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UN releases post-MDG agenda

Wednesday, 5 June, 2013

The United Nations (UN) has released the long awaited report outlining the development agenda for beyond the millennium development goals (MDGs) that expire in 2015. The report was compiled by 27 high level leaders appointed by the UN Secretary General Ban Ki-moon, after consulting 500,000 people from 121 countries, following five meetings and up to 5,000 pages of submissions.

The report entitled “A new global partnership: eradicate poverty and transform economies through sustainable development” formed bold, but practical goals to build on the successes of the MDGs that has seen the “the fastest reduction in poverty in human history”. However, it additionally remarked on the MDGs lack of emphasis on reaching the most marginalised, and not encouraging better cooperation on social, economic and environmental features of sustainable development. Also, while three out of the eight MDGs have already been reached, progress on them has been uneven across countries.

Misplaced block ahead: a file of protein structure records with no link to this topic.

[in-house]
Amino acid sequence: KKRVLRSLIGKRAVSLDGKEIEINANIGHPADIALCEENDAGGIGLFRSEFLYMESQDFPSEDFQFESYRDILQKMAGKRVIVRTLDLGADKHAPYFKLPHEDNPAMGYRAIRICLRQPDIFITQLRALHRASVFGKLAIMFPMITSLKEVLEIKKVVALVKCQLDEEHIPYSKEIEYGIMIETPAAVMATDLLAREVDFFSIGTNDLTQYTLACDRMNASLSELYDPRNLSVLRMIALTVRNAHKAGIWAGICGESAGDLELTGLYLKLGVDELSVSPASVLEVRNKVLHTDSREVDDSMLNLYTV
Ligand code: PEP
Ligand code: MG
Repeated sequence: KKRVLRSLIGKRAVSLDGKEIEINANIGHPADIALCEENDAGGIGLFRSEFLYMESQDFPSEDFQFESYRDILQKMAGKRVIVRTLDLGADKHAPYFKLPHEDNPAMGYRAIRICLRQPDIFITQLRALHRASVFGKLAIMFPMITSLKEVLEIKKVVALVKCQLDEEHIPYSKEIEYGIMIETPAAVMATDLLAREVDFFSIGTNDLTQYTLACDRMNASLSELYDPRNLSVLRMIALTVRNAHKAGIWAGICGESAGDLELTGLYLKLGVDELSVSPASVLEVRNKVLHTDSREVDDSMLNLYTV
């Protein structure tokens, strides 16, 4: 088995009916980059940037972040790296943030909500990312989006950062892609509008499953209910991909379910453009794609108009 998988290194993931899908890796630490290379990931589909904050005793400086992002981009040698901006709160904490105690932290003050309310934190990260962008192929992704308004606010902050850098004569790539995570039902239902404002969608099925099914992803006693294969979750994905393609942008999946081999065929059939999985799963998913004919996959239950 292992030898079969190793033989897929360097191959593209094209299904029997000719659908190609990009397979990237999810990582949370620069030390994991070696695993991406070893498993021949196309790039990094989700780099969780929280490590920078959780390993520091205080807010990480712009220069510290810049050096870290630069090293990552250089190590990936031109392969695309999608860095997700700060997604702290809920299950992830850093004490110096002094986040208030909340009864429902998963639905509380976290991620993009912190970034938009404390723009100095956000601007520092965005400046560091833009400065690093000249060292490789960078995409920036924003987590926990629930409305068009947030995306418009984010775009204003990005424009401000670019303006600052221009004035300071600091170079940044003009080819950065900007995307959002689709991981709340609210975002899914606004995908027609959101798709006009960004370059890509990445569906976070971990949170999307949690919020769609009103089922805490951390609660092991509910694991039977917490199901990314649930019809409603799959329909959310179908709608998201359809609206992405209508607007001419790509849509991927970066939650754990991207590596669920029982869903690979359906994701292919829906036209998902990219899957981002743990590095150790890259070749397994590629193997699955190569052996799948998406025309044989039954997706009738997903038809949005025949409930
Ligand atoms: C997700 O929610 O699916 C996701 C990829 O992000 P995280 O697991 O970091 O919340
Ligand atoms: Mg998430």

One of the many calls from the report include continuing progress in ensuring universal health coverage through “broadening the range of integrated, essential services available to every person”, and highlighting the need for this commitment from countries of all income levels. It was acknowledged to reach this ideal outcome would require addressing barriers that hinder access to basic health care such as discrimination, stigma and affordability. This health focused goal builds on MDG 6 of reducing the burden of HIV/AIDS, malaria, tuberculosis (TB) and neglected tropical diseases. This goal has seen much progress revealed by the rate of new HIV infections having halved in the past decade. However, the new agenda has put the aim of reducing HIV/AIDS, malaria, TB and neglected tropical diseases as only the fifth and final part of Goal 4 (of ensuring healthy lives). Some have viewed the massive progress made in reducing the spread of HIV/AIDS resulting in its reduced attention from the post-2015 agenda– “ironically the AIDS response is being dealt a blow by its own success”. ‘HIV’ only appearing 5 times in the 81-page report can be seen to show this.

On receiving the completed report, Ban Ki-Moon spoke of the post-2015 agenda as “a chance to usher in a new era in international development – one that will eradicate extreme poverty and lead us to a world of prosperity, sustainability, equity and dignity for all”.